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The vigil on the evening of May 18 outside 24 Akbar Road, the New Delhi headquarters of the Indian National Congress party, was emotional. Stunned at their leader Sonia Gandhi's decision to forego India's premiership, party loyalists, wearing their trademark white, home-spun cotton pants and tunics, pleaded for her to change her mind, shouting "Sonia Gandhi will come and bring her new light!" One worker tried to kill himself. Inside India's parliament, meanwhile, one weeping Congress legislator after another took the microphone to beg Gandhi on national TV to seal their victory over the ruling Bharatiya Janata Party and lead the next government.

The pathos on display makes great theater. But make no mistake. Political insiders, the business community, and investors are breathing a huge sigh of relief over Gandhi's decision to gracefully decline India's top job. Instead, she backed Manmohan Singh, 71, one of India's great economic heroes. As Finance Minister from 1991 to 1996 under Prime Minister Narasimha Rao, the white-bearded Singh rescued India from financial crisis and put its old socialist economy on the path to free-market reform.

Whether Gandhi made her move out of shrewd calculation or simple magnanimity, it was a political masterstroke. In one swoop, she eased many of the wrenching doubts about India's future that have roiled the markets and political analysts. The Italian-born wife of slain former Prime Minister Rajiv Gandhi defused a potentially paralyzing backlash by the outgoing BJP, which still holds one-quarter of legislative seats and represents nationalist Hindus, who objected to a foreign-born leader. Gandhi will still control Congress, however, and by sacrificing the top post in her moment of triumph, she may enhance her national political power by attaining a moral stature that has eluded her for years.

By handing the reins to one of India's most revered economic gurus, meanwhile, Gandhi helped assure the markets the nation remains serious about reform, promoting investment, and sound finances. She also assured the Left that New Delhi would place high priority on basic education, rural infrastructure, and job creation to tackle massive poverty. "The message to the market is, our government will give importance to balanced social and economic development," Singh declared. "There is no need to panic." Investors agreed. Stocks recovered by 11% on May 18 and 19, nearly erasing a record sell-off over the previous two days that wiped out $52 billion in market value. "India's back in the game in a bigger way than ever before," says Surjit S. Bhalla, an influential economist and manager of New Delhi's Oxus Fund. Singh "will take India to the next level."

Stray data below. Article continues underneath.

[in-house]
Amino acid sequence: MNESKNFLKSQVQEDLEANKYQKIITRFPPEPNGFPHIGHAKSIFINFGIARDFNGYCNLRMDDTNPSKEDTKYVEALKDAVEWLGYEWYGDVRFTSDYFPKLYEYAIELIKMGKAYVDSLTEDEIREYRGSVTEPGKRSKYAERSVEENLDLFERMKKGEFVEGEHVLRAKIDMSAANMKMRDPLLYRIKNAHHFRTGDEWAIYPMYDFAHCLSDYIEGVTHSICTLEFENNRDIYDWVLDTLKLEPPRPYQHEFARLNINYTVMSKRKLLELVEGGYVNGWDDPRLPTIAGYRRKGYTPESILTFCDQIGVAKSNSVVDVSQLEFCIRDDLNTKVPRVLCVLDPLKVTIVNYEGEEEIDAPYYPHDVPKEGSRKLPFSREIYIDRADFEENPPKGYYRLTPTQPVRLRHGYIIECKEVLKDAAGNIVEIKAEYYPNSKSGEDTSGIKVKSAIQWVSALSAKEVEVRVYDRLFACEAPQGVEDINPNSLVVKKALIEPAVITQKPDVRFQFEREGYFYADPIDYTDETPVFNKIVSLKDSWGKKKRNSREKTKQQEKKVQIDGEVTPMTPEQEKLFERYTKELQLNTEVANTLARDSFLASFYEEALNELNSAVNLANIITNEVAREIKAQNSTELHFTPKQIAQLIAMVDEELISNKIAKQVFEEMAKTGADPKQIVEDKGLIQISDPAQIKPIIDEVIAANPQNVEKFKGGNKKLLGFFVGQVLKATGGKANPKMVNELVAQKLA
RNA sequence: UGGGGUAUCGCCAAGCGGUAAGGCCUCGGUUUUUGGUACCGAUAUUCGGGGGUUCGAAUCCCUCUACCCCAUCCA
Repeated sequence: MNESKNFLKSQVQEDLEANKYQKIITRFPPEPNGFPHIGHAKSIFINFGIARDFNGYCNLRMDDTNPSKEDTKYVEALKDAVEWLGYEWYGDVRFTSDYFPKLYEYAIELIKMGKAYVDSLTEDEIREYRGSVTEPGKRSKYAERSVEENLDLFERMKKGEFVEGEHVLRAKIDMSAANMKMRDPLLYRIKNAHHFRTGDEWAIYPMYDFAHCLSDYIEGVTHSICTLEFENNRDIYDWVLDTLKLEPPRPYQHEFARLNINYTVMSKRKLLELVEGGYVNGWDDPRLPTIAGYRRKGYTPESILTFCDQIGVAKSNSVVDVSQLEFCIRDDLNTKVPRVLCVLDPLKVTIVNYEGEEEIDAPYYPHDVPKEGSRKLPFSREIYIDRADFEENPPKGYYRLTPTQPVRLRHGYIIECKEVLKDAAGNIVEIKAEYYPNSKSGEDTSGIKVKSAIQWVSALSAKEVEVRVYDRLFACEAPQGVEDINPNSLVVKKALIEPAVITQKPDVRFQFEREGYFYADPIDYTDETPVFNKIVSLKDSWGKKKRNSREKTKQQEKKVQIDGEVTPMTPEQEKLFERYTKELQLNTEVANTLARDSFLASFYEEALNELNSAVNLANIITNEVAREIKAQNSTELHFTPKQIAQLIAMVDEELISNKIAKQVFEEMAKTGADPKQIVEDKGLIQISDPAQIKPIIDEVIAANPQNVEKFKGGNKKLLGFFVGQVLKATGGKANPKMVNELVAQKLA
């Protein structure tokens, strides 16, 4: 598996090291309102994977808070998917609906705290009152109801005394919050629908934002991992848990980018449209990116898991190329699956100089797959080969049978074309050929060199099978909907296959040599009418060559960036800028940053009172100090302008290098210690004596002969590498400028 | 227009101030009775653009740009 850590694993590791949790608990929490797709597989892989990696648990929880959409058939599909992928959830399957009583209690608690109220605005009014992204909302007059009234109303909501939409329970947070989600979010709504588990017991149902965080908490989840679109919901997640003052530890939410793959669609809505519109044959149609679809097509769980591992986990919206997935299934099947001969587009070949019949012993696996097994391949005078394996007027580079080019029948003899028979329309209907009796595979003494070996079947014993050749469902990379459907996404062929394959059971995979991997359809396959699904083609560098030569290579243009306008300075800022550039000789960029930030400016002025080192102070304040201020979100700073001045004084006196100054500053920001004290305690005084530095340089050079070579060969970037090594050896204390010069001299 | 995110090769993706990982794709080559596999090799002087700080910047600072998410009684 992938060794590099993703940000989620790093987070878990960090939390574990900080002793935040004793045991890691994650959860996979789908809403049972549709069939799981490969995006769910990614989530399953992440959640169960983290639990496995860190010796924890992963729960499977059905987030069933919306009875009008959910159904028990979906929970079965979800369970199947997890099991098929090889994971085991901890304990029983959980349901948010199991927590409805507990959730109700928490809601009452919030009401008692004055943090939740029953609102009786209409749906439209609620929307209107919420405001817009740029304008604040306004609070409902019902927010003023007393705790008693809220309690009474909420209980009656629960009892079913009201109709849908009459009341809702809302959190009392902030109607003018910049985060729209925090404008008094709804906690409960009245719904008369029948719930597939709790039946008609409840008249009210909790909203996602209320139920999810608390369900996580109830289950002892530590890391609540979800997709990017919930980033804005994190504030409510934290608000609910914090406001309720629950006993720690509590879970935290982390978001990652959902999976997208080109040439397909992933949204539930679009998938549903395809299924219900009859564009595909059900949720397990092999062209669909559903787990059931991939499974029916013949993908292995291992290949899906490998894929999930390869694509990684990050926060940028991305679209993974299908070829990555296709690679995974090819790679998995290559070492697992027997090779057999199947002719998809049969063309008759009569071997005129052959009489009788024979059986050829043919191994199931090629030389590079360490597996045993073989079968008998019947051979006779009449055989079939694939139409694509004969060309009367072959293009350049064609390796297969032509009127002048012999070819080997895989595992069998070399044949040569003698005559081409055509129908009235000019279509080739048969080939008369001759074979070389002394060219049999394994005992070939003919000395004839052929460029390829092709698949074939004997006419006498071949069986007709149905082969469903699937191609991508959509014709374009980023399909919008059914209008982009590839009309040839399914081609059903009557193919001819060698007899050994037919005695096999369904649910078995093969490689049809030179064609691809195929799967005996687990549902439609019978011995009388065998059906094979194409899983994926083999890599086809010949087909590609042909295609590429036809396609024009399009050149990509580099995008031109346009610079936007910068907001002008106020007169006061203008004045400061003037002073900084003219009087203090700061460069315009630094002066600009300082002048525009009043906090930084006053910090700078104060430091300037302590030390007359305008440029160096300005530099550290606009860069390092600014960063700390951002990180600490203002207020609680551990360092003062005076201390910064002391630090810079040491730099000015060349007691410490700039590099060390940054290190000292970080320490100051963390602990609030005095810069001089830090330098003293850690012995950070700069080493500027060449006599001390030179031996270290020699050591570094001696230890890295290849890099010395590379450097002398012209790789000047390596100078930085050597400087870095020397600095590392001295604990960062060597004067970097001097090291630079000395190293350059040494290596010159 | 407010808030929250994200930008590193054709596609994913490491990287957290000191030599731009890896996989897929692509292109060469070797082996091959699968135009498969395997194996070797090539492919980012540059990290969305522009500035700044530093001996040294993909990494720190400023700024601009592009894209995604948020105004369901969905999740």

That is the hope. But the new course India is charting also is fraught with peril for this complex nation of 1 billion and for the global economy. The election shock was a stark reminder that the other India -- the India of poverty and neglect -- can still speak with a mighty voice. The masses are making their presence felt just as India is hitting its stride as the world's new megamarket. The economy surged 8% last year, and lately has been expanding at a sizzling 10% clip. India's $15 billion information-technology services sector has exploded, and huge Indian design, research, and back-office service centers are now vital to global operations of multinationals from Intel (INTC) and General Electric (GE) to HSBC (HBC). Foreign investment also has begun to pour into Indian equities, manufacturing, and tech startups.

The government's challenge will be to keep the boom going -- while at the same time delivering on its social promises to an often desperate electorate. India spends just 6% of gross domestic product on social services like education and health care, and most economists agree Congress should at least double that. To ease major bottlenecks to industry, India also must step up investment to modernize the nation's dilapidated roads, electricity distribution, ports, and airports, a job started by the BJP.